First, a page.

And that’s the major difference between the movie and the stage show, which I knew–the format of the show wouldn’t translate well to film, honestly. The film takes a more standard narrative approach, where you watch things happen and play out. But again, onstage, it’s more like a concert. The cast is just Hedwig and her band performing right in front of you, and rather than watch a story unfold, it’s like you’re actually at Hedwig’s concert. She tells you about herself and her life, and in that sense, it is exactly like the movie, just presented differently. Which isn’t to say it doesn’t have a clear plot, because it does, and in a very typical sense. You have character development, you have a narrative arc with a climax and denouement, all that.
On the whole, it’s a serious, moving story about Hedwig’s botched gender reassignment, hence the “angry inch,” and he relationship with an aspiring rock star who essentially steals her songs and hits it big with them. And although it’s a pretty funny show packed with wit, you’re essentially watching Hedwig become more and more unhinged, being hostile and even aggressive toward her band until she completely loses it in the end. But I think what I love about it and what makes Hedwig more sympathetic than one might expect is that she’s angry, and for good reason. Sure, the issues of sexuality and gender that the show explores are something I can’t relate to, but I totally relate to Hedwig when it comes to how upset and angry she is. Maybe not for the same reasons, as I’ve obviously never had a lover steal my work and become hugely successful with it, but I have been there emotionally. And even if one hasn’t, it’s not hard to feel bad for her and feel like she’s been put through shit she doesn’t deserve. And although those things don’t justify how she behaves, they explain it.
Maybe that’s why I’m so moved at the very end and cried a little during the final song. Which is a great song, by the way. They all are, even taken out of context.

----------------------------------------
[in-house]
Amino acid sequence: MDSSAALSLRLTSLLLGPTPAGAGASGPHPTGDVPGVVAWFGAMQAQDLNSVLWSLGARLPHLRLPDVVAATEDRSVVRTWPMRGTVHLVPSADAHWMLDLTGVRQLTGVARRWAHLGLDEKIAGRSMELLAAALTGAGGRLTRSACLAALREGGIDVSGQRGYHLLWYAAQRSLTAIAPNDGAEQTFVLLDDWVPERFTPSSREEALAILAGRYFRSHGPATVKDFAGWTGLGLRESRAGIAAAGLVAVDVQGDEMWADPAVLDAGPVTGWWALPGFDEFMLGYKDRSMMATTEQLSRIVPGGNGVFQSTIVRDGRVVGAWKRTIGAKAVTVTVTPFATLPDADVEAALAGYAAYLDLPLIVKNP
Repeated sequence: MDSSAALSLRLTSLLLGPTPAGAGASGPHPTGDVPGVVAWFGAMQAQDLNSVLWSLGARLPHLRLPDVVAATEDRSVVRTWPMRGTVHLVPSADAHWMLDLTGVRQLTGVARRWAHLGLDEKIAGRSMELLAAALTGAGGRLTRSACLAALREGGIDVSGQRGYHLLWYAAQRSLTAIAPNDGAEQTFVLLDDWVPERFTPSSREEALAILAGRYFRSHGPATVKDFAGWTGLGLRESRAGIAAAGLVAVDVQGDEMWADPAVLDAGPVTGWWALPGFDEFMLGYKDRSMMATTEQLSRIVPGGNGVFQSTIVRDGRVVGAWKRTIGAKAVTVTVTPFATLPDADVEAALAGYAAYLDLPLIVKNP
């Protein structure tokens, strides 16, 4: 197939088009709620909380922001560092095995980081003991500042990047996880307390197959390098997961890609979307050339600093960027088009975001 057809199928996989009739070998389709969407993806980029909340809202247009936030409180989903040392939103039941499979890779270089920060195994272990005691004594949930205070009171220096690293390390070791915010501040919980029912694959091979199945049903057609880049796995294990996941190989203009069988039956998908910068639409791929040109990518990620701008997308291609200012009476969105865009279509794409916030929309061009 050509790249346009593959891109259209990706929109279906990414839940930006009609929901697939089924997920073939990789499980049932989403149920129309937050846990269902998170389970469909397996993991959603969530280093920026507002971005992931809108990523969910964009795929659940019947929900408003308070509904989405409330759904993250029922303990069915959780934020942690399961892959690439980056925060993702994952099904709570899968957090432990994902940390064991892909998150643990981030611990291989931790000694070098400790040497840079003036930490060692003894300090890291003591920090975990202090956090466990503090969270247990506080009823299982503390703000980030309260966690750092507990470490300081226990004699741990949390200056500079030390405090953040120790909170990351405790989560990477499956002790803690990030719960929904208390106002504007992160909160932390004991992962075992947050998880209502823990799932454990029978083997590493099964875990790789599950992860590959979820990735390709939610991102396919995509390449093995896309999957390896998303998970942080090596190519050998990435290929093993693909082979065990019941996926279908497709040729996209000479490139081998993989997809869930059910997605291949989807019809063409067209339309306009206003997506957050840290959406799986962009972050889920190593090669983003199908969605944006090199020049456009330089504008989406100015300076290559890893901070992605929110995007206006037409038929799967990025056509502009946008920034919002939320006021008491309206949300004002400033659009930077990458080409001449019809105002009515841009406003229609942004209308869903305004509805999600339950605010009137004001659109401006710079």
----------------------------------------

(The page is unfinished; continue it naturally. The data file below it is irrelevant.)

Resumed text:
And despite its at times serious tone, humor is one of its strengths, with plenty of wit thrown into the lines and characters. I don’t know who’s responsible for this, but I have to give them credit–many of the jokes and references were to local things. One of the second-row perks was being able to hear Hedwig yell, “Too many fucking PIEROGIS!” when one of her costumes wasn’t zipping, and one of our favorites was a line about going to Eat ‘N’ Park, where Hedwig “neither ate nor parked.” A blog post I stumbled upon later from a North Carolinan said Hedwig mentioned the controversial bathroom bill, saying that she couldn’t use any public bathrooms in the state. There was also a running gag about Hedwig following a shortened run of Hurt Locker: The Musical, and they went so far as to scatter fake programs for it all over the theater so that they littered the floor when you came in. When I first saw them, I thought they were leftovers from the previous night’s show, then I remember that 1) the Benedum cleans and 2) the previous night’s show would’ve been Hedwig, meaning that even if I wasn’t paying attention and didn’t see that they clearly said Hurt Locker, they still obviously looked nothing like the Hedwig programs. After their purpose became more obvious, Brandon and I grabbed a couple as we left just out of curiosity, and the effort put into them was ridiculous. They’re much shorter than a real program would be, but they still include photos and bios for the fake cast. Some poke fun at actual actors, but others make fun of theater and the entertainment industry in general.
And of course, the cast/band was excellent. With so many high-profile Hedwigs gracing the stage on Broadway, I’m sure I wasn’t the only one with high hopes from the touring cast, and they absolutely delivered. Hedwig sounded great and had the perfect attitude and was so fun to watch.
The whole thing was great, and I loved it. I hope it makes a return.